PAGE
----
Central Banks Should Not Invest in Stocks
|June 22, 2014||Posted by Fred Foldvary under Editorials|
Central banks such as the Federal Reserve have obtained their income from interest on the bonds they hold. But with interest rates so low now, the central banks, like other bond holders, are receiving little revenue. So now, central banks are buying shares of stock to get higher income from dividends and capital gains.
It’s a bad idea!
First of all, the reason interest is so low now is because central banks around the world have been pushing rates down. The low income from savings accounts and bonds has hurt retired folks and have distorted stock markets. The U.S. stock market averages have been making new highs to a great extent because bonds yields are so low, and also because US companies are borrowing funds at low rates to buy back their stocks.
Secondly, when central banks buy up shares of stock, they, as agents of government, socialize the ownership of otherwise private companies. Government already taxes and regulates the economy, and they own industries such as education and much of medical care, and now they want to own more of the whole economy. Even if a central bank buys shares in an index fund, they artificially raise share prices, and they do it with money they create. Moreover, what happens when the price of stocks has a large drop? Will the central banks contribute to the selling, or buy more?
According to a report to be published this week by the Official Monetary and Financial Institutions Forum, governments and their agencies have already made twenty-nine trillion dollars of market investments. The largest governmental investor is China. The Swiss and Danish central banks have also been buying substantial equities. Central banks have also been buying real estate. Ever more financial and real assets are being acquired by central banks, and thus also by the governments that own and control them.
The ownership of the economy is not what the founders of central banks had in mind. When the Federal Reserve was established in 1913 in response to the banking panic of 1907, its role was to stabilize the banking system as a lender of last resort. For a long time, the Fed purchased US treasury bonds to expand the money supply, as it created the funds it used to buy bonds. But after the recession of 2008, the Fed also bought mortgage-backed securities as well as shares in companies it wanted to bail out.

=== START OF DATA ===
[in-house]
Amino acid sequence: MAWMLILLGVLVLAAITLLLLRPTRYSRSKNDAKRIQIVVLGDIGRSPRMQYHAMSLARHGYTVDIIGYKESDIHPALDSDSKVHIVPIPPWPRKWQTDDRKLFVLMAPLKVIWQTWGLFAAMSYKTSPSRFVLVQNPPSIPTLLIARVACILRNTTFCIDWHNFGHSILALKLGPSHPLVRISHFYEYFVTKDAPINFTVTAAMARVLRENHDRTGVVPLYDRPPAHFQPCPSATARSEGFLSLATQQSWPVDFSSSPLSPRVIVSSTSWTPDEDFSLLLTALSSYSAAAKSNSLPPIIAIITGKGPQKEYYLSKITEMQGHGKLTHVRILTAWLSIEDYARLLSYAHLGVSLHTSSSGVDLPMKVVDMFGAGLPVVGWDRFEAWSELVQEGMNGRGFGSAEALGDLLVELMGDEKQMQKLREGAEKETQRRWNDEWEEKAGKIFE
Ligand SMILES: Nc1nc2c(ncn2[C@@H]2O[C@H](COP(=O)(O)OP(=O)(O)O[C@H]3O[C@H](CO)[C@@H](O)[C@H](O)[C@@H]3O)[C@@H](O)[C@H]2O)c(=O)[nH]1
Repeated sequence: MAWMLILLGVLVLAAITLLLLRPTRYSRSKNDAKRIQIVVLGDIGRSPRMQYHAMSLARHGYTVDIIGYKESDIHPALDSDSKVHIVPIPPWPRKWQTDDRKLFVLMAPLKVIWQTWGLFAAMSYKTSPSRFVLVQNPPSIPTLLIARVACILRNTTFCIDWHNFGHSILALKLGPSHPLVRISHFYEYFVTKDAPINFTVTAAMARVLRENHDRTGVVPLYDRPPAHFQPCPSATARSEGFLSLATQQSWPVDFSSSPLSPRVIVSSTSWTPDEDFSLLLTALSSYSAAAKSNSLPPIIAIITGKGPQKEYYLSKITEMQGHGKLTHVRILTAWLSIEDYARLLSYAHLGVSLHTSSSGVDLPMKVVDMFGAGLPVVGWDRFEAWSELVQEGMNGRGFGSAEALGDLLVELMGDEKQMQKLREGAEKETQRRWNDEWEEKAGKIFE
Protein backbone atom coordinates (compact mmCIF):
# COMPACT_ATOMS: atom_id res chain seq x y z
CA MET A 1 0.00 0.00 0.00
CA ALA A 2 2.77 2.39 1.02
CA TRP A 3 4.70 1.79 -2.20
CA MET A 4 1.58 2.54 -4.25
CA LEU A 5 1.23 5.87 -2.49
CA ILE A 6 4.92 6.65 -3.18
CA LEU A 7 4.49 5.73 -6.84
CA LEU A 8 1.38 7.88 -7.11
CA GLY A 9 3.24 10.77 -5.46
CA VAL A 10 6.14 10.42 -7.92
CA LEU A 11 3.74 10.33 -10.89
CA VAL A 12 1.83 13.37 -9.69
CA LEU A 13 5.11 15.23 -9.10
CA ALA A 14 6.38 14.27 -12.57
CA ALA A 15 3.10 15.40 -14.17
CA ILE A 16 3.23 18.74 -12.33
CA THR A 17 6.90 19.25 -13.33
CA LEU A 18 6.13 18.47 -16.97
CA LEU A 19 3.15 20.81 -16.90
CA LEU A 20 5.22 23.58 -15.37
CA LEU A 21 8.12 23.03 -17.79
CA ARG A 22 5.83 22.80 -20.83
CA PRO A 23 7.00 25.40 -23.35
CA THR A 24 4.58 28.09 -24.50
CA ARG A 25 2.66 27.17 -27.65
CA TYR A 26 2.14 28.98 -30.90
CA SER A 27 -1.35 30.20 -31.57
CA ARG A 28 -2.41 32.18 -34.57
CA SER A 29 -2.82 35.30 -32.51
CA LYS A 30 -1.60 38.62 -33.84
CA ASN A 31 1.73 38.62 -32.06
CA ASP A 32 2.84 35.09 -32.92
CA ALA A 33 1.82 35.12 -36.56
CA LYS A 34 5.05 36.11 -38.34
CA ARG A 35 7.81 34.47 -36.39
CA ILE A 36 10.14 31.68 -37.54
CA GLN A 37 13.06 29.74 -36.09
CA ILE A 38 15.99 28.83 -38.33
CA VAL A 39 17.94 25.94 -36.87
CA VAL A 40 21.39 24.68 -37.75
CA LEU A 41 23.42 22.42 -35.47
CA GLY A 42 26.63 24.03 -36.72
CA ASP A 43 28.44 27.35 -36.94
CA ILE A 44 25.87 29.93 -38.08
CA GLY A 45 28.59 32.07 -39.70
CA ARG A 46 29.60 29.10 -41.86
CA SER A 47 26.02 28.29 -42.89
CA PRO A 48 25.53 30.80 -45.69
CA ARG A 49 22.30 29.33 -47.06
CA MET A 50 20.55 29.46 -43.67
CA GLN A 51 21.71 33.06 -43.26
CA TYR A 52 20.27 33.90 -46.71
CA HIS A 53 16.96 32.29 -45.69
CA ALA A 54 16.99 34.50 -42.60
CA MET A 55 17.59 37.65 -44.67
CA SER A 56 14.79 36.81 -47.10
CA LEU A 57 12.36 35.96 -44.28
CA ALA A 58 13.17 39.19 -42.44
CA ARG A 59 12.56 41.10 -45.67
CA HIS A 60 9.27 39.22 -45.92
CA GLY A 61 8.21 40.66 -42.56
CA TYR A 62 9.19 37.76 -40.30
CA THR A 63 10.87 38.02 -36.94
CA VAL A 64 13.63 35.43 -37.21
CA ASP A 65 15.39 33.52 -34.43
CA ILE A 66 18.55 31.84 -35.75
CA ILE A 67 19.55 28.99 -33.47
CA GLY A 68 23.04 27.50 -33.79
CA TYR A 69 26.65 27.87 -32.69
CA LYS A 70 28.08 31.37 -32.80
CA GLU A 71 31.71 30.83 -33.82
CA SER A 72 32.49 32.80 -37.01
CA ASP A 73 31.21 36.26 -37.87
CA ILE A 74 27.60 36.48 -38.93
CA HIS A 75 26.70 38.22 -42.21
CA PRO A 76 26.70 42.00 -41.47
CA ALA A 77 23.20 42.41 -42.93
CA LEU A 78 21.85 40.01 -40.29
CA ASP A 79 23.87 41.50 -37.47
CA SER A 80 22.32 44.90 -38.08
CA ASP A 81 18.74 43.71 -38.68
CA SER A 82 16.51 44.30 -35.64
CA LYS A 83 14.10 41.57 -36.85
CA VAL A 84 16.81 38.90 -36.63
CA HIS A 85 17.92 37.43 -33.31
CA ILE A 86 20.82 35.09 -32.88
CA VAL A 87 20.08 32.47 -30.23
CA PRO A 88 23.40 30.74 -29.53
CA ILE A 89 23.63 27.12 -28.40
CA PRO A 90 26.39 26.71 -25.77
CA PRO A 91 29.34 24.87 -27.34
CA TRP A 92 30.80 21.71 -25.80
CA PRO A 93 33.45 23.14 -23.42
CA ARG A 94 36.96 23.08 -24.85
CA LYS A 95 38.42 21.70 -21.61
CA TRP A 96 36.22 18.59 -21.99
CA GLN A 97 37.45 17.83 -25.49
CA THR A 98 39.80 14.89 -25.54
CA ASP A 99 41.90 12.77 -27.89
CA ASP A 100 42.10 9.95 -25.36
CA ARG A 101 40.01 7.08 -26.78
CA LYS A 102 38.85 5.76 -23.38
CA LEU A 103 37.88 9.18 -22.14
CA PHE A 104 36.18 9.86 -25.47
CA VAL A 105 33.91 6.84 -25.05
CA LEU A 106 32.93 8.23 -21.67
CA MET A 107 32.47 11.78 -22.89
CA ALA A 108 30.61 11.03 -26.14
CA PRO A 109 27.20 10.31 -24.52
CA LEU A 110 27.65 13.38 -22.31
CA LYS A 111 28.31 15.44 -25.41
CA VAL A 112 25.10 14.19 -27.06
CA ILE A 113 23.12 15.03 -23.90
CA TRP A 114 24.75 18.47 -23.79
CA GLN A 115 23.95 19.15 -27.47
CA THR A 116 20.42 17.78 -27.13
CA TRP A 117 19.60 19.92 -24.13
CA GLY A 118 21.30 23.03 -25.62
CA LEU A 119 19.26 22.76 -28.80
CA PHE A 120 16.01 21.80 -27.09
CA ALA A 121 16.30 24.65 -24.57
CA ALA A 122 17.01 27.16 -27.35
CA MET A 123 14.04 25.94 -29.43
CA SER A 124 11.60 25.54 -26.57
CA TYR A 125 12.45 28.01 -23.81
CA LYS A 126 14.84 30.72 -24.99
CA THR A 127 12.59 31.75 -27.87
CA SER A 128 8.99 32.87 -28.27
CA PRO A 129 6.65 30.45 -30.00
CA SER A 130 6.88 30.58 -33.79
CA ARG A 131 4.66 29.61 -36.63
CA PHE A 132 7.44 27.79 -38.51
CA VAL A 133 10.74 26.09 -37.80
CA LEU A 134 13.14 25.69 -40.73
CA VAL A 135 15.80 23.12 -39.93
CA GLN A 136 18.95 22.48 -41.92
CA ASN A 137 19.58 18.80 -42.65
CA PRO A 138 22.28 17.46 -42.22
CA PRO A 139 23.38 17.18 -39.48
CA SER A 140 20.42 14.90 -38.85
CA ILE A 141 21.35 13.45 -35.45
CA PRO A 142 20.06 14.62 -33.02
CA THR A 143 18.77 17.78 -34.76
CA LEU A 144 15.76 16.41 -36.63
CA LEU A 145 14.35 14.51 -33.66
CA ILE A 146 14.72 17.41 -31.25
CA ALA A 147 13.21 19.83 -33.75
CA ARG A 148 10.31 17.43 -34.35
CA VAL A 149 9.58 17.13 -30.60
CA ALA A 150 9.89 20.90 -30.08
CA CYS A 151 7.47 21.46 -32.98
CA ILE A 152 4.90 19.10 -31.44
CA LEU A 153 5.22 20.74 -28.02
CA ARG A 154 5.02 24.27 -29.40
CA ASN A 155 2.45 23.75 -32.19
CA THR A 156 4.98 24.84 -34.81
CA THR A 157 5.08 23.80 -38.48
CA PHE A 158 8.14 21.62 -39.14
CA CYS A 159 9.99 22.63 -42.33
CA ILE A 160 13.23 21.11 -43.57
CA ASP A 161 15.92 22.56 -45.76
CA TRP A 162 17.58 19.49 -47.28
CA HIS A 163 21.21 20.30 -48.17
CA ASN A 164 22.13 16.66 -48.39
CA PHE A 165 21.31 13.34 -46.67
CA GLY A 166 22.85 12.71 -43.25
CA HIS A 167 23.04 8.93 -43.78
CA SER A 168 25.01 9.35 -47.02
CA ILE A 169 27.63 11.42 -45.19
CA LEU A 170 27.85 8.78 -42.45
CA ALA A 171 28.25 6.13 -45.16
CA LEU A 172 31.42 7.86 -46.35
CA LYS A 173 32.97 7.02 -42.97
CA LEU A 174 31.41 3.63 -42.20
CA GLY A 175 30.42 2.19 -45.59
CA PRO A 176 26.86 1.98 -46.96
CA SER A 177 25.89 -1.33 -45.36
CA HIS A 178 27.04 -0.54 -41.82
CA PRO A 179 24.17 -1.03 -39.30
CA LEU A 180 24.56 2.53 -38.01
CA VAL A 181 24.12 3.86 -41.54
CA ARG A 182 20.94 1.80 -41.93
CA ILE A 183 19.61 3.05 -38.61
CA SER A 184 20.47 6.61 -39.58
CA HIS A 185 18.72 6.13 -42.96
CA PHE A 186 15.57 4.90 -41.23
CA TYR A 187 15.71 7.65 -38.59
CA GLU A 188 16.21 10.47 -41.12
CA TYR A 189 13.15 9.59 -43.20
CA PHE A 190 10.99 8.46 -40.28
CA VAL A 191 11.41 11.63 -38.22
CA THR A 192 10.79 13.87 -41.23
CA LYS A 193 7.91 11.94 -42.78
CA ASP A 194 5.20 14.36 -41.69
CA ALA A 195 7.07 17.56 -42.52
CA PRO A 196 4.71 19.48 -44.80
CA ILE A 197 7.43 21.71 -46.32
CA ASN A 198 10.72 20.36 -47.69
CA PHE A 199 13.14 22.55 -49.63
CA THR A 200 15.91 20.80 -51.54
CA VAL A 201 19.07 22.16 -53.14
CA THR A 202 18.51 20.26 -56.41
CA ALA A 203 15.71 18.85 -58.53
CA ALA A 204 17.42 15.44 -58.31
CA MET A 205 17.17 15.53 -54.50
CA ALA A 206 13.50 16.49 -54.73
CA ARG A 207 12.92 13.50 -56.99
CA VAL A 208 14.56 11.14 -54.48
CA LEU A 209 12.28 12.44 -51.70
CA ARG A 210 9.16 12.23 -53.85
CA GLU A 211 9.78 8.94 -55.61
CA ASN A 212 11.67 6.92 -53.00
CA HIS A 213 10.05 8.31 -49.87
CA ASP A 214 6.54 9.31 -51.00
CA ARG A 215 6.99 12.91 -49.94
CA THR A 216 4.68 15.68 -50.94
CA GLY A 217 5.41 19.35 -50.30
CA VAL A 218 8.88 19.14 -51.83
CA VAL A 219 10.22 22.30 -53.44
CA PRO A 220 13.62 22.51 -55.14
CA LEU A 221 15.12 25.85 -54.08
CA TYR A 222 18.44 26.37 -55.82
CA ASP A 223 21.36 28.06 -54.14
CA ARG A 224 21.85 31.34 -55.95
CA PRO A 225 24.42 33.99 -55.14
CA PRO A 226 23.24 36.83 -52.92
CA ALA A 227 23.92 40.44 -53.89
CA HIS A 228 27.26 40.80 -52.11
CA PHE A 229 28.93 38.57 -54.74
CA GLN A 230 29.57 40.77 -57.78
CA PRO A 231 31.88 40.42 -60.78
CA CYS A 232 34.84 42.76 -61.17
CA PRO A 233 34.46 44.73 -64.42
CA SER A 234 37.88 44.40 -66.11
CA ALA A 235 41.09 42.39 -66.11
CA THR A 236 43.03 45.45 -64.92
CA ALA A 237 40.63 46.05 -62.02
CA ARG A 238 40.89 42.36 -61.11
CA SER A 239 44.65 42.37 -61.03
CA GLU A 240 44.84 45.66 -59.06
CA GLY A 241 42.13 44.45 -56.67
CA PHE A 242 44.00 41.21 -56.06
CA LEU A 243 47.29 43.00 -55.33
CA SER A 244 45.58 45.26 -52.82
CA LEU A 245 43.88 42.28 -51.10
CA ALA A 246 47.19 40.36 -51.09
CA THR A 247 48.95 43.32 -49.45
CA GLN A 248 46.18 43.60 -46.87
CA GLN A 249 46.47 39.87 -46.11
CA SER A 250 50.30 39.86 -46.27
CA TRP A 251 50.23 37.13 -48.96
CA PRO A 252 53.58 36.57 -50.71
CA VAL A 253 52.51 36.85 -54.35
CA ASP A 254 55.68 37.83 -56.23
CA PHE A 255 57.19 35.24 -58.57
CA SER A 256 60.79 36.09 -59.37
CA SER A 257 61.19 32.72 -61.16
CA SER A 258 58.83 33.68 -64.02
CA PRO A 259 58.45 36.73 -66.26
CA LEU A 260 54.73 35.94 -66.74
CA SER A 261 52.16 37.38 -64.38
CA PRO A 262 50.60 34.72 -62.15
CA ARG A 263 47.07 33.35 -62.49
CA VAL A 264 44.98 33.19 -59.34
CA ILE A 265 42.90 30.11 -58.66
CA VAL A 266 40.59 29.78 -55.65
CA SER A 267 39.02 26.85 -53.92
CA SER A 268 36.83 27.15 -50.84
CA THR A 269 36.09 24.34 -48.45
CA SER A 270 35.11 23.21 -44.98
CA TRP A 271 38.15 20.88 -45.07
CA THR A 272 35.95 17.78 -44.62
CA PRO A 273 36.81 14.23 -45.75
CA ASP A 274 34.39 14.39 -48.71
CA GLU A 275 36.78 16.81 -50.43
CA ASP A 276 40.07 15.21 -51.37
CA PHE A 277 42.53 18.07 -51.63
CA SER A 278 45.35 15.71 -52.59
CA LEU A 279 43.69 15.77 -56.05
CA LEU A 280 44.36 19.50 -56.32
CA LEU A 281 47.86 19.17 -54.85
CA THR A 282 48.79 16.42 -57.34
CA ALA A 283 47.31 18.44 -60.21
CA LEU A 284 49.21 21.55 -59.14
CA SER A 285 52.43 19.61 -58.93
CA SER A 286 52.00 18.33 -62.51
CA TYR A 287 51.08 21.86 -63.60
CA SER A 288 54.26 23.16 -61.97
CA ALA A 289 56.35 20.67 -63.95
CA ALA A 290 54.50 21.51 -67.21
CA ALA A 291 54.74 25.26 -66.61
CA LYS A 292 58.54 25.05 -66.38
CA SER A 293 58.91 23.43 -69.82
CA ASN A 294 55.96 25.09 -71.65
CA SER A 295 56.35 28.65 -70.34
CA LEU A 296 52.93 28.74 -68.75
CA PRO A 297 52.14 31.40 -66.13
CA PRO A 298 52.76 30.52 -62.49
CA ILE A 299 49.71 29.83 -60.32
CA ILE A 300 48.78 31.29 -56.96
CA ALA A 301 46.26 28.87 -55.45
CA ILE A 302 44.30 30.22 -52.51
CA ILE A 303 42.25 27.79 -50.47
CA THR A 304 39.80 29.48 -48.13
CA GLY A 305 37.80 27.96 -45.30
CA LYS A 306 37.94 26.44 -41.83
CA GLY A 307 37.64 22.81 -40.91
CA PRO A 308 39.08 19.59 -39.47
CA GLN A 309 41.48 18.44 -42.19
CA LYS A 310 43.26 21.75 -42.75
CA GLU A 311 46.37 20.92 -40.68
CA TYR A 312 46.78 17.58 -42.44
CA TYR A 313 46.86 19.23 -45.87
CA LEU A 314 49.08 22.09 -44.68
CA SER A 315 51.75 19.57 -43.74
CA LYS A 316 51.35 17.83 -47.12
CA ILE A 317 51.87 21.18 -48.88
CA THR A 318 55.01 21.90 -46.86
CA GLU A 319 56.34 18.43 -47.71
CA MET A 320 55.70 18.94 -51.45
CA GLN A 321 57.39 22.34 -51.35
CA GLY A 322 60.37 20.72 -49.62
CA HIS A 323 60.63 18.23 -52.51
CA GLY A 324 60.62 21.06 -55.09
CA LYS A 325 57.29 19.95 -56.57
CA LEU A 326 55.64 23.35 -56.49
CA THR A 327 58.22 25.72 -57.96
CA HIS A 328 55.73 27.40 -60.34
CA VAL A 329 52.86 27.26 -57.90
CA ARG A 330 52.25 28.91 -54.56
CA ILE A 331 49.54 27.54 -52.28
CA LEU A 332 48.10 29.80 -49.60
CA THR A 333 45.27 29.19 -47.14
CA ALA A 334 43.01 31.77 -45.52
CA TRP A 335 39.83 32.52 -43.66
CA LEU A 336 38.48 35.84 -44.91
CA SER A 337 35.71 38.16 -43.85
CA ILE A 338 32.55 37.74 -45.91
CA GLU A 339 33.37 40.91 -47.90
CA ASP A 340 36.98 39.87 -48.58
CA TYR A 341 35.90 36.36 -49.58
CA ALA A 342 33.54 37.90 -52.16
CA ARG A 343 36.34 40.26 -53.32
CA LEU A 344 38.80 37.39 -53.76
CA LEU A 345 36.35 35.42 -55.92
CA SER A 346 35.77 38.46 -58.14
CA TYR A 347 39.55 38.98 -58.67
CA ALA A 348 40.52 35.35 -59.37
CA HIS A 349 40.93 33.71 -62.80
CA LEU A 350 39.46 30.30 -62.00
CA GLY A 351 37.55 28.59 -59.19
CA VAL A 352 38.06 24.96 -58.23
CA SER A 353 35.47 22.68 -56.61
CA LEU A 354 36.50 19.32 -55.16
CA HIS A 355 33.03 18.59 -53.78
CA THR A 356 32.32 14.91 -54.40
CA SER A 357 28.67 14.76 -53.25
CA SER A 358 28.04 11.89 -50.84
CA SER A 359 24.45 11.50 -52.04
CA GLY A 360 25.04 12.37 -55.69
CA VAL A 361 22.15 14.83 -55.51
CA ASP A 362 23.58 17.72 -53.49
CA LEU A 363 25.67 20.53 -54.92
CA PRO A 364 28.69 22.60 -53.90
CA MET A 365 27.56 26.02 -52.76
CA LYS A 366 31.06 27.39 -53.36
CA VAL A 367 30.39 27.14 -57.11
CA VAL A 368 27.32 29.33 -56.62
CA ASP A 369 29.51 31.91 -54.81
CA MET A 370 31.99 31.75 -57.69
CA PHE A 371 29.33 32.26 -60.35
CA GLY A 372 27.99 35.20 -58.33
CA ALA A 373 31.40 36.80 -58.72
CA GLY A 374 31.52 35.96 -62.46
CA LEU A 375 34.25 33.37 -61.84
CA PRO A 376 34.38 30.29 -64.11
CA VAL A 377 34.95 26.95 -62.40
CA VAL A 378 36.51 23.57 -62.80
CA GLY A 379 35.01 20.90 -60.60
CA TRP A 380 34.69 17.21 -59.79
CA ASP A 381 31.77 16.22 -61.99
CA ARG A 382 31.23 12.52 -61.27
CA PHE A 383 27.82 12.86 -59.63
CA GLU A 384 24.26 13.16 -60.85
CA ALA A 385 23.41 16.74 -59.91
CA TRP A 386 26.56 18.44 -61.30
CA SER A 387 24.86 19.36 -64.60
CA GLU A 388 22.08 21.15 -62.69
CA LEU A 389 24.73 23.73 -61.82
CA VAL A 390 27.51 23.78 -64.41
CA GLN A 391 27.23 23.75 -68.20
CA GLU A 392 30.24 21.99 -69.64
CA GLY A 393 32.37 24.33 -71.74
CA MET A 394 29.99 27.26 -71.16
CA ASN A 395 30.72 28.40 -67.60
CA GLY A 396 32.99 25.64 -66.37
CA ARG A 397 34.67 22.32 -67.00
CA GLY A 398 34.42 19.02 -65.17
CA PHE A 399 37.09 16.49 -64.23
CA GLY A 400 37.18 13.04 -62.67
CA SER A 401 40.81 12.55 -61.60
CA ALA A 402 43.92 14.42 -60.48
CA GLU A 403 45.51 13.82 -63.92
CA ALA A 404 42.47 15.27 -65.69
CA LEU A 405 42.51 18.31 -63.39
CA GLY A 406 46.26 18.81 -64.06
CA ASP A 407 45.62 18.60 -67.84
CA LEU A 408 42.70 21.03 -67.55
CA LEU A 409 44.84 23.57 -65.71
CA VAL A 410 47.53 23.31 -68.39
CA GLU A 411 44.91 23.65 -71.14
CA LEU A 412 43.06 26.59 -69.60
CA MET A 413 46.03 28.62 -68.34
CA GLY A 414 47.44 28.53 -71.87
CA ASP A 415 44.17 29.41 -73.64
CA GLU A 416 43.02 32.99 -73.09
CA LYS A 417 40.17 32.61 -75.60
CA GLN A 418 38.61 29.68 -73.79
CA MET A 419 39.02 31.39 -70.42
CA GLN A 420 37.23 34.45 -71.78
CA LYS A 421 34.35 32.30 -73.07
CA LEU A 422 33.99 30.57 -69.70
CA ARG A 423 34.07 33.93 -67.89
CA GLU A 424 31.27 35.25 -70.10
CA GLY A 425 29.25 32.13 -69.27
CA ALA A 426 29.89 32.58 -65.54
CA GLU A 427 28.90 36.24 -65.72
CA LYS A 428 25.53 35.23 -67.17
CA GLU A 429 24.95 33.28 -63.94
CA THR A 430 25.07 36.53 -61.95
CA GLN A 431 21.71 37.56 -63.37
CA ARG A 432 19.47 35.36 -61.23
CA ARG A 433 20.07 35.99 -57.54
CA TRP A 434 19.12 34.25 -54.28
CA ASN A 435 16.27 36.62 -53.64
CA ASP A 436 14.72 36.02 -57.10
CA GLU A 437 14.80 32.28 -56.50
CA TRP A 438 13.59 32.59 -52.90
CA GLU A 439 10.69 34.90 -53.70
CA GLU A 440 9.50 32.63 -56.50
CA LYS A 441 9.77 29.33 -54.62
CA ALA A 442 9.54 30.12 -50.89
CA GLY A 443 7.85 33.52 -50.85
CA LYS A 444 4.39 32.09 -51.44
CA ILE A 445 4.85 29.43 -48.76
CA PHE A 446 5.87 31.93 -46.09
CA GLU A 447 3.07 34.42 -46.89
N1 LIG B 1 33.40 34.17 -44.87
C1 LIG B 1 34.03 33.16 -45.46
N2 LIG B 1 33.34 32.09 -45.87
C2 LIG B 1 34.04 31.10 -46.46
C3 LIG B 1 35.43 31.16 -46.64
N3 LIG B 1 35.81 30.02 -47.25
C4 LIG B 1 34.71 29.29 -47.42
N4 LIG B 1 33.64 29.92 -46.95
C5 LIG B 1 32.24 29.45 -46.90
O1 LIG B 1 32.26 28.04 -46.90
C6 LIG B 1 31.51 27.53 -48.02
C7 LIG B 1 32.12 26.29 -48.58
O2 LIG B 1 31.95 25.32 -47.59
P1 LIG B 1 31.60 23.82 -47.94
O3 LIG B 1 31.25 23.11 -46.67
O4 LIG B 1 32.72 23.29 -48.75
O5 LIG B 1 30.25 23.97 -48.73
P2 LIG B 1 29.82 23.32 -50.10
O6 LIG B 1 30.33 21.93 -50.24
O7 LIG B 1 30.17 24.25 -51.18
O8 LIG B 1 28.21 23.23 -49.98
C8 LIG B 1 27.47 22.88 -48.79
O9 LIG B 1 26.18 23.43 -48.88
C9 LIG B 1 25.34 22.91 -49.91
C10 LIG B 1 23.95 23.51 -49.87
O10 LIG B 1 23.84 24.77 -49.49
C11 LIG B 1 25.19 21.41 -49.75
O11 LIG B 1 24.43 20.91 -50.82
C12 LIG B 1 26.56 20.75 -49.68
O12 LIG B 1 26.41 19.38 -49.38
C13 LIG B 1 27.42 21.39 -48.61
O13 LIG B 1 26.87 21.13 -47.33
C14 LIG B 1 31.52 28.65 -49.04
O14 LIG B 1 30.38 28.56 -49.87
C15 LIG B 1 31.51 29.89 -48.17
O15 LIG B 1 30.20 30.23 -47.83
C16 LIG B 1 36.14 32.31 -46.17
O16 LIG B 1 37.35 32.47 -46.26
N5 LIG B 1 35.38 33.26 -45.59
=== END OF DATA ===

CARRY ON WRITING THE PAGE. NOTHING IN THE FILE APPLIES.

But now central banks are not buying shares to bail out failing companies, but to increase their income. Ultimately this buying is self-defeating for central banks and all investors, because such massive purchases raise the ratio of share prices to yields, reducing the rates of return.
The pension funds of government employees have, of course, been investing in the stock markets, as well as in bonds and real estate, but these funds can be regarded as belonging to the employees rather than to governments. Governments with surpluses such as from exports or oil sales have set up “sovereign wealth funds” that invest in financial markets, with the potential to manipulate and distort markets. There should be a global treaty to confine sovereign funds to government bonds and global index funds.
It is even worse for central banks to invest in private financial markets because they are creating the money they use for these purchases. This inflation of the money supply is not for stabilizing the currency or helping the banking system, but just to get stock market yield. That monetary inflation will eventually cause price inflation and fuel an even bigger real estate bubble than that which ended in the Crash of 2008.
The ultimate remedy for such asset distortion is the elimination of all central banks. Since that’s not about to happen, we will have to witness a coming financial tragic horror. Just as in the years prior to 2008, we are sitting in boats on a river whose current will take us ever faster the financial waterfall. The most likely year of the next crash will be in 2026, as the 18-year real estate cycle has been the leading cause of the business or interventionist cycle for the past two centuries.
Last time around, government-sponsored enterprises such as Fannie Mae helped stoke the boom by packaging and selling real estate mortgages. The financial reforms after 2007 did nothing to stop the basic causes of the real estate cycle. Now, the massive purchases of stocks, in addition to bonds and real-estate related assets, will help make the Crash of 2026 the biggest ever.